With GDPR just around the corner one area which you may have yet to consider is your current practices around the use of website cookies.

The majority of websites use cookies to track consumer movements on their website.

They can have a number of functions ranging from remembering arbitrary pieces of information previously input by the user such as names, addresses and passwords, to tracking cookies.

Tracking cookies are used by advertising networks to collect information about websites visited by users in order to better target advertising.

These website cookies pose a greater cause for concern due to the additional processing requirements involved.

Website cookies are only referred to once within the GDPR under Recital 30 which states:

“Natural persons may be associated with online identifiers […] such as internet protocol addresses, cookie identifiers or other identifiers […]. This may leave traces which, in particular when combined with unique identifiers and other information received by the servers, may be used to create profiles of the natural persons and identify them.”

So what this essentially means is that if you use cookies to uniquely identify a device or persons using said device, this is now considered personal data under GDPR.

Of course not all cookies are used in a way that could identify users, but the majority are and will be subject to the GDPR. This includes cookies for analytics, advertising and functional services, such as survey and chat tools.

As previously mentioned cookies are only referred to once in the EU General Data Protection Regulation and the way in which consent to drop cookies is to be obtained has yet to be prescribed.

But, if you wish to use cookies to track users’ browsing activity we strongly recommend your practices comply with GDPR as the repercussions for non-compliance are significant.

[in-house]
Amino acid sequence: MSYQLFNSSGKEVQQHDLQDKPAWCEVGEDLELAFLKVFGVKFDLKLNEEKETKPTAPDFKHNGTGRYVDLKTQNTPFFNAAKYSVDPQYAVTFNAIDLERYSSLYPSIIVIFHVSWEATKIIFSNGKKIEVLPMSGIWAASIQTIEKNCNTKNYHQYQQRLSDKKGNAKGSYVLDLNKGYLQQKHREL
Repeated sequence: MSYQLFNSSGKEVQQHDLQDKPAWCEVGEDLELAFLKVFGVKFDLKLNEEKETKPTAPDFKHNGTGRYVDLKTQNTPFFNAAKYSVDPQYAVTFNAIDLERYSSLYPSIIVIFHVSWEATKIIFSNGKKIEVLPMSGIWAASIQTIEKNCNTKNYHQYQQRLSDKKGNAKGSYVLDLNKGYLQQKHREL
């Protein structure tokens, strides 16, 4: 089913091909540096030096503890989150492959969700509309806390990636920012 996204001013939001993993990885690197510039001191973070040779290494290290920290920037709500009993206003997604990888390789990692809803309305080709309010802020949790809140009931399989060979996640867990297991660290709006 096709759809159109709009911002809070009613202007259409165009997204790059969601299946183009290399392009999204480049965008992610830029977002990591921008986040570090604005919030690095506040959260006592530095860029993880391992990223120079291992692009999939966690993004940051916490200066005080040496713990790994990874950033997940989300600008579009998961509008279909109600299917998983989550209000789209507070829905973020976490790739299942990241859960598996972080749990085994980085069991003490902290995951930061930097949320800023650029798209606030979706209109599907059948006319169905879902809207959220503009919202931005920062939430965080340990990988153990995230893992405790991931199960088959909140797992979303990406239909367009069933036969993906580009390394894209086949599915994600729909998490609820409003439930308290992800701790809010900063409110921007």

So where does this leave us? Well firstly let’s look at what we do know about GDPR.


Consent is key!

According to current guidelines;

“Consent should be given by a clear affirmative act establishing a freely given, specific, informed and unambiguous indication of the data subject’s agreement to the processing of personal data relating to him or her, such as by a written statement, including by electronic means, or an oral statement.”

From this we can assume that consent must be obtained explicitly. This can be done through either the use of an opt-in box which the user can ‘tick’ to demonstrate their acceptance of website cookies or through editing their setting preferences. We don’t believe that the standard wording of “by using our site you will be agreeing to our use of cookies” will go far enough because it is implicit (and not explicit).


But Soft Opt-Ins may be sufficient…

Soft Opt-Ins will be considered to be sufficient so long as it is explicit within the website cookie descriptions. If there is then a fair notice, continuing to browse can in most circumstances be valid consent via affirmative action. Note, however, that if you reject the use of cookies you will still be able to visit our websites but some of the functions may not work correctly. Despite this being a potentially valid option we would be hesitant to recommend it as it leaves you open to doubt, it is better practice to avoid this.